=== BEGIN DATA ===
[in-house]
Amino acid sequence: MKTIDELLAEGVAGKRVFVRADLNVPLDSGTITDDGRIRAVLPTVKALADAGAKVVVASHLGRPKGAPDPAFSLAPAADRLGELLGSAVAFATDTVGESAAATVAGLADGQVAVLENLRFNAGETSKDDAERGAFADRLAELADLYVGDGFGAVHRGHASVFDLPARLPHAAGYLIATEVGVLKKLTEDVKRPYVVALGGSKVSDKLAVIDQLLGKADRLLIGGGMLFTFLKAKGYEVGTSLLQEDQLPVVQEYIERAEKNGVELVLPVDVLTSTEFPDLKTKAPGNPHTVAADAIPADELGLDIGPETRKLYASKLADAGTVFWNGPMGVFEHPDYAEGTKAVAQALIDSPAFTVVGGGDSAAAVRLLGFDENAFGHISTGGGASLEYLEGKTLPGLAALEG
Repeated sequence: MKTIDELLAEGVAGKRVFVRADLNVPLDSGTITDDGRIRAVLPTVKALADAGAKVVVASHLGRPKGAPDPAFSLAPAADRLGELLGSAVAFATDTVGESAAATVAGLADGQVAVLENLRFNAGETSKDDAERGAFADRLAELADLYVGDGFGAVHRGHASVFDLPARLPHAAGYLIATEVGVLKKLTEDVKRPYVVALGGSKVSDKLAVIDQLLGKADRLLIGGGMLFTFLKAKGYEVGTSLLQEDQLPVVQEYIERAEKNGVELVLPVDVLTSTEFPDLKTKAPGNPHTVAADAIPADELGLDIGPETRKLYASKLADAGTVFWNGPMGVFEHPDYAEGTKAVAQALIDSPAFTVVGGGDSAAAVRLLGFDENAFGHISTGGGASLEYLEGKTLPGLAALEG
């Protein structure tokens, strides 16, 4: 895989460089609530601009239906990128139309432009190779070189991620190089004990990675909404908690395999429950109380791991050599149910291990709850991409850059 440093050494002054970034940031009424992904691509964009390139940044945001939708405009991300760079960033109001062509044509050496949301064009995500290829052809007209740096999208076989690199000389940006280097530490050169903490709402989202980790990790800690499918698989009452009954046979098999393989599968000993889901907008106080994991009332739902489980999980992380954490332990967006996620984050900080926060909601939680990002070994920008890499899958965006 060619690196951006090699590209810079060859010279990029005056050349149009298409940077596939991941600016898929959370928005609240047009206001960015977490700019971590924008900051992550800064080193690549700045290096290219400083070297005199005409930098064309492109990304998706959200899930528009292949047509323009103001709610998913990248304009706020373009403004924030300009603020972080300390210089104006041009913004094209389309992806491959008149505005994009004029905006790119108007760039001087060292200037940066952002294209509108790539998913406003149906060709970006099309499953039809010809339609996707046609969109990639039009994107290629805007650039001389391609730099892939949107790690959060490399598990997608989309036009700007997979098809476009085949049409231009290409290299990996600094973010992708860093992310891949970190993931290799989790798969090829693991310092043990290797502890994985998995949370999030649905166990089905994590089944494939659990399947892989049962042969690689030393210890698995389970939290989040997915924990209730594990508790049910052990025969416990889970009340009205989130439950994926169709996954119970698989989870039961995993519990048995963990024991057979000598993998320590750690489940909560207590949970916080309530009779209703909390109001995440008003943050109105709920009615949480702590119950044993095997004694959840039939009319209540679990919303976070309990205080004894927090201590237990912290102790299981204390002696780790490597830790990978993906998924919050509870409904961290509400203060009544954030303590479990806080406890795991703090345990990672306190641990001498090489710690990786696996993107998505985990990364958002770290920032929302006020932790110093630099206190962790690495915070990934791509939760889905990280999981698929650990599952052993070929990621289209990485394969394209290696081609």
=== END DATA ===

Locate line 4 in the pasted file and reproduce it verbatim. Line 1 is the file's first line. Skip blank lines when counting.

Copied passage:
């Protein structure tokens, strides 16, 4: 895989460089609530601009239906990128139309432009190779070189991620190089004990990675909404908690395999429950109380791991050599149910291990709850991409850059 440093050494002054970034940031009424992904691509964009390139940044945001939708405009991300760079960033109001062509044509050496949301064009995500290829052809007209740096999208076989690199000389940006280097530490050169903490709402989202980790990790800690499918698989009452009954046979098999393989599968000993889901907008106080994991009332739902489980999980992380954490332990967006996620984050900080926060909601939680990002070994920008890499899958965006 060619690196951006090699590209810079060859010279990029005056050349149009298409940077596939991941600016898929959370928005609240047009206001960015977490700019971590924008900051992550800064080193690549700045290096290219400083070297005199005409930098064309492109990304998706959200899930528009292949047509323009103001709610998913990248304009706020373009403004924030300009603020972080300390210089104006041009913004094209389309992806491959008149505005994009004029905006790119108007760039001087060292200037940066952002294209509108790539998913406003149906060709970006099309499953039809010809339609996707046609969109990639039009994107290629805007650039001389391609730099892939949107790690959060490399598990997608989309036009700007997979098809476009085949049409231009290409290299990996600094973010992708860093992310891949970190993931290799989790798969090829693991310092043990290797502890994985998995949370999030649905166990089905994590089944494939659990399947892989049962042969690689030393210890698995389970939290989040997915924990209730594990508790049910052990025969416990889970009340009205989130439950994926169709996954119970698989989870039961995993519990048995963990024991057979000598993998320590750690489940909560207590949970916080309530009779209703909390109001995440008003943050109105709920009615949480702590119950044993095997004694959840039939009319209540679990919303976070309990205080004894927090201590237990912290102790299981204390002696780790490597830790990978993906998924919050509870409904961290509400203060009544954030303590479990806080406890795991703090345990990672306190641990001498090489710690990786696996993107998505985990990364958002770290920032929302006020932790110093630099206190962790690495915070990934791509939760889905990280999981698929650990599952052993070929990621289209990485394969394209290696081609």